Why, instead of doling out trillions of taxpayer dollars through the Fed and Treasury Department, didn’t our government simply nullify these crazy bets that never should have been made — thereby averting the present crisis? It can’t be that contracts are really all that sacrosanct. Credit card companies change terms on us all the time.

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The people in power are either nitwits or manipulating an opportunity to profit further

My money, such as it is, isn't on them being nitwits.
Either the people in power in Washington and the financial community are total dimwits or they are manipulating an opportunity to redistribute wealth from taxpayers, equity owners and pension funds to the financial sector.
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Monday, February 23, 2009

"The average American used to be able to borrow to buy a home, send their kids to a good school... A lot of that is gone."

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But "the worst is yet to come," according to Howard Davidowitz, chairman of Davidowitz & Associates, who believes American's standard of living is undergoing a "permanent change" - and not for the better as a result of:

  • An $8 trillion negative wealth effect from declining home values.
  • A $10 trillion negative wealth effect from weakened capital markets.
  • A $14 trillion consumer debt load amid "exploding unemployment", leading to "exploding bankruptcies."

"The average American used to be able to borrow to buy a home, send their kids to a good school [and] buy a car," Davidowitz says. "A lot of that is gone."

Going forward, the veteran retail industry consultant foresees higher savings rate and people trading down in both the goods and services they buy - as well as their aspirations.

The end of rampant consumerism is ultimately a good thing, he says, but the unraveling of an economy built on debt-fueled spending will be painful for years to come.

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Olympian toker's gold medals dispel drug war mythology

“If 14 gold medals aren’t enough to prove that marijuana users can achieve success and shouldn't be scrutinized, what will it take to break the stigma?”
“The situation reeks of hypocrisy,” the petition states. “More than one hundred million Americans have smoked marijuana at least once in their lives (including the president, former presidents, members of Congress and justices on the Supreme Court). Smoking marijuana is not unusual behavior and you shouldn't hold Phelps to a higher standard.”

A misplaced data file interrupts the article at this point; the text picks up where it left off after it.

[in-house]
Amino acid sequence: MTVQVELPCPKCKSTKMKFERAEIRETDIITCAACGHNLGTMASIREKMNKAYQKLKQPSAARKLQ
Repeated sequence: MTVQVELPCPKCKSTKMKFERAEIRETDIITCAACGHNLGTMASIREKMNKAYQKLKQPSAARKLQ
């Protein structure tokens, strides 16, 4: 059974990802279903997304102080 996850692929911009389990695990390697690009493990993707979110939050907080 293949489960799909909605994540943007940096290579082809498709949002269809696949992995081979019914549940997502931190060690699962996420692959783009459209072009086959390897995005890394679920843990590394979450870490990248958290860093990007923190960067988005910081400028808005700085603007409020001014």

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Obama's no-brainer: Reduce the deficit by raising taxes on the wealthy

Let people making more than a quarter of a million dollars pay their fair share.

Obama also seeks to increase tax collections, mainly by making good on his promise to eliminate some of the temporary tax cuts enacted in 2001 and 2003. While the budget would keep the breaks that benefit middle-income families, it would eliminate them for wealthy taxpayers, defined as families earning more than $250,000 a year. Those tax breaks would be permitted to expire on schedule in 2011. That means the top tax rate would rise from 35 percent to 39.6 percent, the tax on capital gains would jump to 20 percent from 15 percent for wealthy filers and the tax on estates worth more than $3.5 million would be maintained at the current rate of 45 percent.

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The big question: What will the near future look like, and what will be its impact on the long-term viability of H. sapiens?

Ultimately, it is a question of whether the great depth of our Madness will carry us into a final conflict with biophysical reality – a madman flaying at imaginary demons while being tormented by a disinterested reality to which he is blind – or will we come again into the wind and the rain, into the seasons, cycles and other realities of earthly existence? 
My sensible reason answers that the Madness will dominate the final days of this iteration of my species, that over the next 30 to 80 years we will cling to the most misguided and defeating self-referenced notions of reality until an enraged environment indiscriminately smites the living world – and we will still behave badly even in the ruins of our world. 
But my capacity of imagination and wonder believes, in the way that the consciousness order designs impossible ‘possibilities,’ that we can come to see the madness and demand its retreat; the way that smokers now have to hide next to the dumpster in the back of the building.